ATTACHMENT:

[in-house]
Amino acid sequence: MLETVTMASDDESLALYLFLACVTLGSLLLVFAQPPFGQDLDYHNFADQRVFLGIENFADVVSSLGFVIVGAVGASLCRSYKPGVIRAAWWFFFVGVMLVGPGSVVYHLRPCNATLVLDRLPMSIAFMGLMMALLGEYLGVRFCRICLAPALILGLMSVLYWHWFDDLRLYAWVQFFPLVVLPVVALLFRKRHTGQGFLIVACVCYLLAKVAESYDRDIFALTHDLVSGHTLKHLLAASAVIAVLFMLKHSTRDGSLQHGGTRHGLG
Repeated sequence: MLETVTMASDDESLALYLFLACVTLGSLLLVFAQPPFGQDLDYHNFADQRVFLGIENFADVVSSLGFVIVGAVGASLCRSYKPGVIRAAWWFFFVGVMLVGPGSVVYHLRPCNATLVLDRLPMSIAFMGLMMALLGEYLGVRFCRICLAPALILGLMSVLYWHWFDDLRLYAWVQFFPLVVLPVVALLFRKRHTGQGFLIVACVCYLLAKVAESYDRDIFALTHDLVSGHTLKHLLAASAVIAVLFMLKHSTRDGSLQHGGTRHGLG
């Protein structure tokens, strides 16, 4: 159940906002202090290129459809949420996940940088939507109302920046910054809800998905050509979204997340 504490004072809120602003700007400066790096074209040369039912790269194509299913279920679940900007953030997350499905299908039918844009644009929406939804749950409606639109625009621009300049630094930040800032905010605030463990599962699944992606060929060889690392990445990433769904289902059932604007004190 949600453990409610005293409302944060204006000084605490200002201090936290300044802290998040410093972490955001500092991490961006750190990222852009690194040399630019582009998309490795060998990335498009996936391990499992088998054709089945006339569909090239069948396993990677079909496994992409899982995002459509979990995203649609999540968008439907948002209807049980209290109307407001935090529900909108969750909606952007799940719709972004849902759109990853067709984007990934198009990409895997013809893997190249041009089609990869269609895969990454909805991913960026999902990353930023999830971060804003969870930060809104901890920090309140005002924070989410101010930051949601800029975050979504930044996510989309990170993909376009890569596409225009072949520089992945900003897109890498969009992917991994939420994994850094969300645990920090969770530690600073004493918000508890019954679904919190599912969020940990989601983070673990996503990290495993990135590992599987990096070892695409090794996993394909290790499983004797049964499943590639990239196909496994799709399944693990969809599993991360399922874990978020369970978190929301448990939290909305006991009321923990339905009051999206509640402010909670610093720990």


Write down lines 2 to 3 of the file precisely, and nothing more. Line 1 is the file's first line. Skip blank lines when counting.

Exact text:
Amino acid sequence: MLETVTMASDDESLALYLFLACVTLGSLLLVFAQPPFGQDLDYHNFADQRVFLGIENFADVVSSLGFVIVGAVGASLCRSYKPGVIRAAWWFFFVGVMLVGPGSVVYHLRPCNATLVLDRLPMSIAFMGLMMALLGEYLGVRFCRICLAPALILGLMSVLYWHWFDDLRLYAWVQFFPLVVLPVVALLFRKRHTGQGFLIVACVCYLLAKVAESYDRDIFALTHDLVSGHTLKHLLAASAVIAVLFMLKHSTRDGSLQHGGTRHGLG
Repeated sequence: MLETVTMASDDESLALYLFLACVTLGSLLLVFAQPPFGQDLDYHNFADQRVFLGIENFADVVSSLGFVIVGAVGASLCRSYKPGVIRAAWWFFFVGVMLVGPGSVVYHLRPCNATLVLDRLPMSIAFMGLMMALLGEYLGVRFCRICLAPALILGLMSVLYWHWFDDLRLYAWVQFFPLVVLPVVALLFRKRHTGQGFLIVACVCYLLAKVAESYDRDIFALTHDLVSGHTLKHLLAASAVIAVLFMLKHSTRDGSLQHGGTRHGLG